A widget that displays its children in a horizontal array.
To cause a child to expand to fill the available horizontal space, wrap the child in an Expanded widget.
The Row widget does not scroll (and in general it is considered an error to have more children in a Row than will fit in the available room). If you have a line of widgets and want them to be able to scroll if there is insufficient room, consider using a ListView.
For a vertical variant, see Column.
This example divides the available space into three (horizontally), and places text centered in the first two cells and the Flutter logo centered in the third:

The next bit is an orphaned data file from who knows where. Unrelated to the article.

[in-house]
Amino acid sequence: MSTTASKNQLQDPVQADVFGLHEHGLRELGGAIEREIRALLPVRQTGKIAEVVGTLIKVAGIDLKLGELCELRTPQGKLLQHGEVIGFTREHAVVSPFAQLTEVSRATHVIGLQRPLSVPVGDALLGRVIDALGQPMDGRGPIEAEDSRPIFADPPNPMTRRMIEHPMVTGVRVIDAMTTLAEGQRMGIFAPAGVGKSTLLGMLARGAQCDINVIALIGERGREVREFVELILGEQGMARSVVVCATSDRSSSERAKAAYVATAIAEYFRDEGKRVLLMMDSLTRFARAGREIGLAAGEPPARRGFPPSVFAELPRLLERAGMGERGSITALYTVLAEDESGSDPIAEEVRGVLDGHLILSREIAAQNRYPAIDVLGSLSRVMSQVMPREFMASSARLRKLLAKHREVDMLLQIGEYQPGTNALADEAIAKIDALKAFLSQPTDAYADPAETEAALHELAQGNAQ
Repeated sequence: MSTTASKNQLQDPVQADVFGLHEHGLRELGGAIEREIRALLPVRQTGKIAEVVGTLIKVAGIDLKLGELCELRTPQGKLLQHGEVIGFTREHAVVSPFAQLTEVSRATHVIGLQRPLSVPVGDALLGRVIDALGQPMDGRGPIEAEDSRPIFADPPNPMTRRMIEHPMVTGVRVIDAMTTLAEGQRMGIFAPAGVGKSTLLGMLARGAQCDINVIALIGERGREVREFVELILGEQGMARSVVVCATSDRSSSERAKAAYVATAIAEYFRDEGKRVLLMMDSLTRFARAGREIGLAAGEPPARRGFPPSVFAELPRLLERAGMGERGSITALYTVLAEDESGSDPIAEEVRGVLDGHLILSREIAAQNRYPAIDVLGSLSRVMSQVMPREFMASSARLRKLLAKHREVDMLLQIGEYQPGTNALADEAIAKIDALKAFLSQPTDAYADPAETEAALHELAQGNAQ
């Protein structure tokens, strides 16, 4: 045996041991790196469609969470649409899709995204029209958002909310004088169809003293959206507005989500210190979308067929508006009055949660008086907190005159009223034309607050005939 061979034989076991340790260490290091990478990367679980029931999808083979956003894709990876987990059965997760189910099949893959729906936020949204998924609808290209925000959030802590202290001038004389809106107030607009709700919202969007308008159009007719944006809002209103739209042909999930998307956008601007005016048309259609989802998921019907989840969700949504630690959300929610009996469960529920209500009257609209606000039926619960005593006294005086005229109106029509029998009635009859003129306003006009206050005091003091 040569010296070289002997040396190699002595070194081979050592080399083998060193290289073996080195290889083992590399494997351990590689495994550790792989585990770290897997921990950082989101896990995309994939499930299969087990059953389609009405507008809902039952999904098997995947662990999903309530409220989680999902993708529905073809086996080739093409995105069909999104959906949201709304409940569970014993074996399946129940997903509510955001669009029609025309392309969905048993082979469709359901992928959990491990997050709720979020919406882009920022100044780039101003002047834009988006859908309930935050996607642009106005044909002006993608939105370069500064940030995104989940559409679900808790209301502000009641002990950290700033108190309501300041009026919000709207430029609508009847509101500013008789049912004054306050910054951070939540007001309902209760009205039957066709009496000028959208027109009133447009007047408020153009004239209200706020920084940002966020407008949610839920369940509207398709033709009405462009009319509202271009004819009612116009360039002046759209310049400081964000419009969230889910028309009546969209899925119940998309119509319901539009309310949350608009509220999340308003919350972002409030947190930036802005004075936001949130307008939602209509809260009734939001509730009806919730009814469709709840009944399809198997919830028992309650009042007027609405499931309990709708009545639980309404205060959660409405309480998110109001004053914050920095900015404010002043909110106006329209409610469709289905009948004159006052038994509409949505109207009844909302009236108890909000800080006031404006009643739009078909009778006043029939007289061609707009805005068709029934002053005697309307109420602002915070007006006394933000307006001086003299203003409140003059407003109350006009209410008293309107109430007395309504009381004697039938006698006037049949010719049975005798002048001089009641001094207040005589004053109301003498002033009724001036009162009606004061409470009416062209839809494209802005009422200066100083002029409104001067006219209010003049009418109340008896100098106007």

new Row( children: <Widget>[ new Expanded( child: new Text('Deliver features faster', textAlign: TextAlign.center), ), new Expanded( child: new Text('Craft beautiful UIs', textAlign: TextAlign.center), ), new Expanded( child: new FittedBox( fit: BoxFit.contain, // otherwise the logo will be tiny child: const FlutterLogo(), ), ), ], )
Why is my row turning red?
If the contents of the row overflow, meaning that together they are wider than the row, then the row runs out of space to give its Expanded and Flexible children, and reports this by drawing a red warning box on the edge that is overflowing.
Suppose, for instance, that you had this code:
new Row( children: <Widget>[ const FlutterLogo(), const Text('Flutter\'s hot reload helps you quickly and easily experiment, build UIs, add features, and fix bug faster. Experience sub-second reload times, without losing state, on emulators, simulators, and hardware for iOS and Android.'), const Icon(Icons.sentiment_very_satisfied), ], )